Row Partition Elimination With Multilevel Partitioning - Teradata Database

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Row Partition Elimination With Multilevel Partitioning

The following examples taken from various industries present examples of how multilevel partitioned primary indexes and row partition elimination can greatly enhance the performance of a query workload.

Example From the Insurance Industry

There are many cases for which row partition elimination using multiple expressions for WHERE clause predicate filtering can enhance query performance (see SQL Request and Transaction Processing for details about the various forms of row partition elimination). For example, consider an insurance company that frequently performs an analysis for a specific state and within a date range that constitutes a relatively small percentage of the many years of claims history in its data warehouse.

If an analysis is being performed only for claims filed in Connecticut, only for claims filed in all states in June, 2005, or only for Connecticut claims filed during the month of June, 2005, a partitioning of the data that allows elimination of all but the desired claims should deliver a dramatic performance advantage.

The following example shows how a claims table could be partitioned by a range of claim dates and subpartitioned by a range of state identifiers using multilevel partitioning.

Consider the following multilevel PPI table definition:

     CREATE TABLE claims (
       claim_id    INTEGER NOT NULL,
       claim_date  DATE NOT NULL,
       state_id    BYTEINT NOT NULL,
       claim_info  VARCHAR(20000) NOT NULL)
     PRIMARY INDEX (claim_id)
     PARTITION BY (RANGE_N(claim_date BETWEEN DATE '1999-01-01'
                                      AND     DATE '2005-12-31'
                                      EACH INTERVAL '1' MONTH),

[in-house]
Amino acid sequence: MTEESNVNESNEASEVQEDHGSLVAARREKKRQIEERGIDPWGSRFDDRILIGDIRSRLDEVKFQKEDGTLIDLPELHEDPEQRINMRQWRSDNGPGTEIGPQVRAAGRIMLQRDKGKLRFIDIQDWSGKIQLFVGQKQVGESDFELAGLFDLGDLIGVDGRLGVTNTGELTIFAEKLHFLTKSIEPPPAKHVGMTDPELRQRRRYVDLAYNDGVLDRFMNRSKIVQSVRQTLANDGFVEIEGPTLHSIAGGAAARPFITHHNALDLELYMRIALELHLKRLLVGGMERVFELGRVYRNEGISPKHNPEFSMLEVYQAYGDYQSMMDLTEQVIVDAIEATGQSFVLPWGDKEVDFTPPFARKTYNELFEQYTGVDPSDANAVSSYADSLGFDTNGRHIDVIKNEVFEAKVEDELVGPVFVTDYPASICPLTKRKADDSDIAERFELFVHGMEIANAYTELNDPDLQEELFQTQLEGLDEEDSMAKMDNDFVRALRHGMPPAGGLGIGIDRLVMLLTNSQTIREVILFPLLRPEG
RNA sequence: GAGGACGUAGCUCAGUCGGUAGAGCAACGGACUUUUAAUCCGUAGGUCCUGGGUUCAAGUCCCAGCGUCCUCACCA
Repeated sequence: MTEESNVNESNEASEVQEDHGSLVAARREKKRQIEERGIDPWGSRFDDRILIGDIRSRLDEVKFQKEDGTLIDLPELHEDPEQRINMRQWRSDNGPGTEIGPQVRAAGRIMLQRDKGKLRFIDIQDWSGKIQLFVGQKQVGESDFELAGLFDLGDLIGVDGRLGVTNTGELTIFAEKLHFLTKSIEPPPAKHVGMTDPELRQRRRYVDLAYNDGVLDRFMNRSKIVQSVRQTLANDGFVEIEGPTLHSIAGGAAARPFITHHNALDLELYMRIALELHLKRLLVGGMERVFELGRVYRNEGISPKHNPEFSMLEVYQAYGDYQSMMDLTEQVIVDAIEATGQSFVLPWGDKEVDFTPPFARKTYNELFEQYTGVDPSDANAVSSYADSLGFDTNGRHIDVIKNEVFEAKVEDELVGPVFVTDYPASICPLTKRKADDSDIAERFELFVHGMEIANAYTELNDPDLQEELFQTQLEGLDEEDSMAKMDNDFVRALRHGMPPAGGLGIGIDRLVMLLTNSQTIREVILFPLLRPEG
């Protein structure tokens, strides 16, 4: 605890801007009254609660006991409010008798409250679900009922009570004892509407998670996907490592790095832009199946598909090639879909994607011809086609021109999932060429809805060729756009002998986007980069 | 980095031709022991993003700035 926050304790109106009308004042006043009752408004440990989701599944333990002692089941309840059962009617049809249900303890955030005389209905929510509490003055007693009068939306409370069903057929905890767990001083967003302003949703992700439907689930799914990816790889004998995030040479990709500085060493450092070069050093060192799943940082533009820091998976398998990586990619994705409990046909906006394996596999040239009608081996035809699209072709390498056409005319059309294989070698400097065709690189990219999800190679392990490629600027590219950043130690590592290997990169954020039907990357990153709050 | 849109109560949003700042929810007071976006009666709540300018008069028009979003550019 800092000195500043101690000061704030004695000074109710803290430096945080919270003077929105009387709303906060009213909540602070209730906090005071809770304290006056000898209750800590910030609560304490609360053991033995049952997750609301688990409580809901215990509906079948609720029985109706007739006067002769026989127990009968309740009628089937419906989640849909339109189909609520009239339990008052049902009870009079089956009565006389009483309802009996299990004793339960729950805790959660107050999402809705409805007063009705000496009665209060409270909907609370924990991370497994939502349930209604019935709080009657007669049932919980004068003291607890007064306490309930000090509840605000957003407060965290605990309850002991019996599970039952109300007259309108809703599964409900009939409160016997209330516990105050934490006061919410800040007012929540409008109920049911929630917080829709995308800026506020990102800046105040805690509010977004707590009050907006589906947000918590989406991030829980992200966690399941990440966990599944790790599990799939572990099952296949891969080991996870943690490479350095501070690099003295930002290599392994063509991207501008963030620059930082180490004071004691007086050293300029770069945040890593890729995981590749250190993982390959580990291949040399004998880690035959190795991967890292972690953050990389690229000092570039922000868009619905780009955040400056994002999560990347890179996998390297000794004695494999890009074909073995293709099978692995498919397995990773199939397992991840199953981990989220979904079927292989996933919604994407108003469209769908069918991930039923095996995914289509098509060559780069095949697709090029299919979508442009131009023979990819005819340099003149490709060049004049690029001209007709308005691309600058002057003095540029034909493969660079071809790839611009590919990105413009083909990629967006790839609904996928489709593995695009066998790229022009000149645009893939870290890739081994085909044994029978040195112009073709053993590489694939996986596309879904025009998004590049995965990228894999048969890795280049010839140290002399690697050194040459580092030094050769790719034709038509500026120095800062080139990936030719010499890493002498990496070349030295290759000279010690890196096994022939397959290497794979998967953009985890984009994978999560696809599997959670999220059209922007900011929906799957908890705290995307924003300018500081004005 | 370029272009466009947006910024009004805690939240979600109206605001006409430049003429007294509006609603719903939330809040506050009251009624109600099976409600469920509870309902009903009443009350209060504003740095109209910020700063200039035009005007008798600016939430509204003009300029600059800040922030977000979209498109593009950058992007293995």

RANGE_N(state_id   BETWEEN 1 
                                      AND    75 
                                      EACH 1))
     UNIQUE INDEX (claim_id);

Eliminating all but one month out of their many years of claims history would facilitate scanning of less than 5% of the claims history (because of business growth, there are many more recent than past claims) for satisfying the following query:

     SELECT * 
     FROM claims
     WHERE claim_date BETWEEN DATE '2005-06-01' AND DATE '2005-06-30';

Similarly, eliminating all but the Connecticut claims from the many states in which this insurance company does business would make it possible to scan less than 5% of the claims history to satisfy the following query:

     SELECT * 
     FROM claims, states
     WHERE claims.state_id = states.state_id
     AND   states.state = 'Connecticut';

State selectivity varies by the density of their business book. The company has more business in Connecticut than, for example Oregon and, therefore, a correspondingly larger number of claims for Connecticut. Note that the partitioning in the example specifies up to 75 state_id values to allow for any of the 50 US states plus US territories and protectorates such as Puerto Rico, Guam, American Samoa, the Marshall Islands, Federated States of Micronesia, Northern Mariana Islands, Palau, and the American Virgin Islands in the future.

Combining both of these predicates for row partition elimination makes it possible to scan less than 0.5% of the claims history to satisfy the following query.

     SELECT * 
     FROM claims, states
     WHERE claims.state_id = states.state_id
     AND   states.state = 'Connecticut'